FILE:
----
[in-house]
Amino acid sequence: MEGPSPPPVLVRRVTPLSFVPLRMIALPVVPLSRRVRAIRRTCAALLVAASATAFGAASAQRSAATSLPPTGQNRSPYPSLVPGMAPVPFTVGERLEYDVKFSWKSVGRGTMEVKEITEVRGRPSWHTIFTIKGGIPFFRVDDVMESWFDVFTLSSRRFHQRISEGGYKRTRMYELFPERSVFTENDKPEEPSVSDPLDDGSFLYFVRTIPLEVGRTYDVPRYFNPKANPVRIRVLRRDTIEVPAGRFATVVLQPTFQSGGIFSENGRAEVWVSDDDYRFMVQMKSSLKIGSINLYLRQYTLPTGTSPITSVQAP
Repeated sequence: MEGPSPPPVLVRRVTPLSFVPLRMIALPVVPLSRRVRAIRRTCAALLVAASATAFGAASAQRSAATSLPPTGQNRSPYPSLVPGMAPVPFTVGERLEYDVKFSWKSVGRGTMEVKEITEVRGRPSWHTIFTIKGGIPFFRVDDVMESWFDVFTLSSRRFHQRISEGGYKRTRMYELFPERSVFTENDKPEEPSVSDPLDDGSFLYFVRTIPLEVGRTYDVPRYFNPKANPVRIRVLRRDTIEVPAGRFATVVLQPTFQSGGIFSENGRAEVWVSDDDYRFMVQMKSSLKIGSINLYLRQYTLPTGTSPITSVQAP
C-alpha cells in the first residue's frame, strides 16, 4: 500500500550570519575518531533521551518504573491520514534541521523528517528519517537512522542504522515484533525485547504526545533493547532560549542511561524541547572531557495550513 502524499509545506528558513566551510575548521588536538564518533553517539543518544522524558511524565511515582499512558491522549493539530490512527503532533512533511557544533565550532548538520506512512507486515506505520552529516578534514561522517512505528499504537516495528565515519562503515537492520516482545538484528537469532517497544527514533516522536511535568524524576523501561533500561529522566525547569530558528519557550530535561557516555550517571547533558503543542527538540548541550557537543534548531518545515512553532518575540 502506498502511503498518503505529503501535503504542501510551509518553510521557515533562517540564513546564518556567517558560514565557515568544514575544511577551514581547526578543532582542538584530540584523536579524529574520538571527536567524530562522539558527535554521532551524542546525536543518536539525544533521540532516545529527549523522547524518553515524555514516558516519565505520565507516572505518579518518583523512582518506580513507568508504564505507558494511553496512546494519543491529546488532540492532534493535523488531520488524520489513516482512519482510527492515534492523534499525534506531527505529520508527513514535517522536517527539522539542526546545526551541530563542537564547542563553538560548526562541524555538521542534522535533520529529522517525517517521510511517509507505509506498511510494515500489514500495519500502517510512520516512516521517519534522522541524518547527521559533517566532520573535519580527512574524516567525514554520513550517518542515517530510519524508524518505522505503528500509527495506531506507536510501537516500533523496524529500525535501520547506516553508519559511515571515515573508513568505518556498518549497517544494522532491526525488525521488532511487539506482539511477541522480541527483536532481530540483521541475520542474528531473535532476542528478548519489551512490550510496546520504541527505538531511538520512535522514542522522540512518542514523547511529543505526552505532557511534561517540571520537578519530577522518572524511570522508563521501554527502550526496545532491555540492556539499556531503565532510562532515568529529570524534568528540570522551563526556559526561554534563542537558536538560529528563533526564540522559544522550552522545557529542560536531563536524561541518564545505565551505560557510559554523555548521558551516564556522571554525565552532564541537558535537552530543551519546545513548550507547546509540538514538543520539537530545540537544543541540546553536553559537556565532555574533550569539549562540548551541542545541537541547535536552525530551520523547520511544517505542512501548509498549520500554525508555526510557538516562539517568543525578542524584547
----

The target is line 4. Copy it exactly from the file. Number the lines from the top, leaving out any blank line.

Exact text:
C-alpha cells in the first residue's frame, strides 16, 4: 500500500550570519575518531533521551518504573491520514534541521523528517528519517537512522542504522515484533525485547504526545533493547532560549542511561524541547572531557495550513 502524499509545506528558513566551510575548521588536538564518533553517539543518544522524558511524565511515582499512558491522549493539530490512527503532533512533511557544533565550532548538520506512512507486515506505520552529516578534514561522517512505528499504537516495528565515519562503515537492520516482545538484528537469532517497544527514533516522536511535568524524576523501561533500561529522566525547569530558528519557550530535561557516555550517571547533558503543542527538540548541550557537543534548531518545515512553532518575540 502506498502511503498518503505529503501535503504542501510551509518553510521557515533562517540564513546564518556567517558560514565557515568544514575544511577551514581547526578543532582542538584530540584523536579524529574520538571527536567524530562522539558527535554521532551524542546525536543518536539525544533521540532516545529527549523522547524518553515524555514516558516519565505520565507516572505518579518518583523512582518506580513507568508504564505507558494511553496512546494519543491529546488532540492532534493535523488531520488524520489513516482512519482510527492515534492523534499525534506531527505529520508527513514535517522536517527539522539542526546545526551541530563542537564547542563553538560548526562541524555538521542534522535533520529529522517525517517521510511517509507505509506498511510494515500489514500495519500502517510512520516512516521517519534522522541524518547527521559533517566532520573535519580527512574524516567525514554520513550517518542515517530510519524508524518505522505503528500509527495506531506507536510501537516500533523496524529500525535501520547506516553508519559511515571515515573508513568505518556498518549497517544494522532491526525488525521488532511487539506482539511477541522480541527483536532481530540483521541475520542474528531473535532476542528478548519489551512490550510496546520504541527505538531511538520512535522514542522522540512518542514523547511529543505526552505532557511534561517540571520537578519530577522518572524511570522508563521501554527502550526496545532491555540492556539499556531503565532510562532515568529529570524534568528540570522551563526556559526561554534563542537558536538560529528563533526564540522559544522550552522545557529542560536531563536524561541518564545505565551505560557510559554523555548521558551516564556522571554525565552532564541537558535537552530543551519546545513548550507547546509540538514538543520539537530545540537544543541540546553536553559537556565532555574533550569539549562540548551541542545541537541547535536552525530551520523547520511544517505542512501548509498549520500554525508555526510557538516562539517568543525578542524584547